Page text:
Period clothing patterns (obviously they were not paper patterns we have now, but the method or style of laying out and cutting the garment from the cloth) were based on wasting as little of their cloth as possible. Geometric pieces like rectangles and triangles were employed to give freedom of movement and economy of layout (the "bog tunic" type of T tunic fits this description.). As time went on, these garments became more fitted, but the same concepts were applied: the Greenland gowns illustrate this. The front and back panels fall fairly straight down from the shoulder (like a bog tunic front and back) but the gussets or gores in the sides of the garment are what makes this garment different. These side pieces start out as a large triangular gore with a flat top that extends to the armpit. The top section gets modified by fitting. When the fittings are complete, the gown is slightly hourglass shaped (just like we are!) on top, with the lower part staying like a regular skirt gore. The pieces are also shaped at the top by the armpit area. They get rounded into a fairly modern looking armhole. The sleeve pattern still starts as a rectangle, but a gore has been added to the top so that it will fit more easily into the armhole. This is an economical use of fabric which uses only about 4 m of cloth (after fulling) For pictures of two of the Greenland garments,please see Gown 38 and Gown 41.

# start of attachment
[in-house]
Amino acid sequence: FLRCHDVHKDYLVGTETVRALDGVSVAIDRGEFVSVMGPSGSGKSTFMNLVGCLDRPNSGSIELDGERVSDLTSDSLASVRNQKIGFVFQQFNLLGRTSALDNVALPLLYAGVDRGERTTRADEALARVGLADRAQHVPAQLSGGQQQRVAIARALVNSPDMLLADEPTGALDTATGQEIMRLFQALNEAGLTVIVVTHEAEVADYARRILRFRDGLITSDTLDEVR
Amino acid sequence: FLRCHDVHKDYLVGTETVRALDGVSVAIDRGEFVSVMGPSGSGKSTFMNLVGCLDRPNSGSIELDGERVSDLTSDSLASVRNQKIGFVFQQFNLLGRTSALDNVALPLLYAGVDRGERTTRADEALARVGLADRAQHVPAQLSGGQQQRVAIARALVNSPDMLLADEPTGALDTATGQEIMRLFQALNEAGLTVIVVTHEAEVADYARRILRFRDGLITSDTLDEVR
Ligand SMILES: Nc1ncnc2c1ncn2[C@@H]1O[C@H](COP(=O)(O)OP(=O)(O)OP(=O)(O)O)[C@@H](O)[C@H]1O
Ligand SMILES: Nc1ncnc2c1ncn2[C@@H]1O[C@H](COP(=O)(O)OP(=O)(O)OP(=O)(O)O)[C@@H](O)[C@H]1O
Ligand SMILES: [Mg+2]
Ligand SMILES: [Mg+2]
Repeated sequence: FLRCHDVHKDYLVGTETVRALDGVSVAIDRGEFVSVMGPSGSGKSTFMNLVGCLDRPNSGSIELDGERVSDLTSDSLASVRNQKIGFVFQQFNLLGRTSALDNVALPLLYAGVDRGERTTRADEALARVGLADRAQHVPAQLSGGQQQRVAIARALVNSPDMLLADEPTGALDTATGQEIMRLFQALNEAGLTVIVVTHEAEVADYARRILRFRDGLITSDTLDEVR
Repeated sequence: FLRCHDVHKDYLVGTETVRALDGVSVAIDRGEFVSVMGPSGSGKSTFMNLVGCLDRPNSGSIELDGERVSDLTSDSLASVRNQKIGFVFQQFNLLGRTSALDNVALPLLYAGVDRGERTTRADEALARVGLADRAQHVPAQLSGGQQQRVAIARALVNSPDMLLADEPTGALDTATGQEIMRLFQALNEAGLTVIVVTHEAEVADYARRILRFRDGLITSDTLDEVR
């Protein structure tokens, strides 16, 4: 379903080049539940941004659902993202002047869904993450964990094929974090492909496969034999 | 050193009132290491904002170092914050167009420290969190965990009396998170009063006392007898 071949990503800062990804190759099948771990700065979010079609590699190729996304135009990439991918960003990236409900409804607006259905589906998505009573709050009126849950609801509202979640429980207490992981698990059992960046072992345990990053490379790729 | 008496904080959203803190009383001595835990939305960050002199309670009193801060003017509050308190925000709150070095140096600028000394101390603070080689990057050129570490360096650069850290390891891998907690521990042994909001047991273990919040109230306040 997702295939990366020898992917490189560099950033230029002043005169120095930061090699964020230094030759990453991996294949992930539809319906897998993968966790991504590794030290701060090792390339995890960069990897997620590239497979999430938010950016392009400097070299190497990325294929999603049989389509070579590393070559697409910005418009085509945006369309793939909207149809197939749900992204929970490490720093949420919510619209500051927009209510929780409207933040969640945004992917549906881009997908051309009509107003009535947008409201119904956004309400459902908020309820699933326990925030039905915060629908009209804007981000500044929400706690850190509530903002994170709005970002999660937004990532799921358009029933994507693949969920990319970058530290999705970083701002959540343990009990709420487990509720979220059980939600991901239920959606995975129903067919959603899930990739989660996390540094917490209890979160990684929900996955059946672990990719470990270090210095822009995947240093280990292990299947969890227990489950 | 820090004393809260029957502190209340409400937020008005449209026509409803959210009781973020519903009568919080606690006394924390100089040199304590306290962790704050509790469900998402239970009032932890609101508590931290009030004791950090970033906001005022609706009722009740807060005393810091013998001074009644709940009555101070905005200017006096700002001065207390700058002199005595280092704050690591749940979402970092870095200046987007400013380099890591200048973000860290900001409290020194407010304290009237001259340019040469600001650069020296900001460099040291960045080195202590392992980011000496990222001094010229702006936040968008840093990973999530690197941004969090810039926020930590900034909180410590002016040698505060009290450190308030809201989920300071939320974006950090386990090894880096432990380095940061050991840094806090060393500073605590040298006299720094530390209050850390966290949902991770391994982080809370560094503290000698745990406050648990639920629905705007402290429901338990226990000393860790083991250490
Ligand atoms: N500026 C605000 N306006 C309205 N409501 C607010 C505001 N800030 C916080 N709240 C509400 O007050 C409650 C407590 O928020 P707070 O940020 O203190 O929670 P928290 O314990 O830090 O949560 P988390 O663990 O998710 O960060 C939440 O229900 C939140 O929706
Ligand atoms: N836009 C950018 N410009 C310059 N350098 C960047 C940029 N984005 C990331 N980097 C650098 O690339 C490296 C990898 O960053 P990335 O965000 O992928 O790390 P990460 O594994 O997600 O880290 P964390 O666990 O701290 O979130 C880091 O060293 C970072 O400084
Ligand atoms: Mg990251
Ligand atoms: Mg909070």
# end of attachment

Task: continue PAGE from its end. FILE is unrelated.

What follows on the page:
In contrast, a modern pattern that is frequently used to get a similar look to the period cotehardie (the princess line pattern) uses 5.5-6 m of cloth. Its pattern employs modern tailoring techniques for fitting, including having the seam line fall over the bust point. The front panel of a princess line pattern falls fairly straight from the shoulder only to about halfway down the armhole. It then cuts diagonally downwards and inwards toward the center of the body to travel to the bust point (nipple) and then goes down to the waist then flares out at the hips. The side front panel therefore must be very curved in order to reach in from the side seam, up the armhole, and then out to the bust point only to come in again at the waist. Side front/ back skirt pieces also tend to distribute their flair equally towards the front / back and the side seams making them very wide at the base (and therefore wasting a lot of fabric).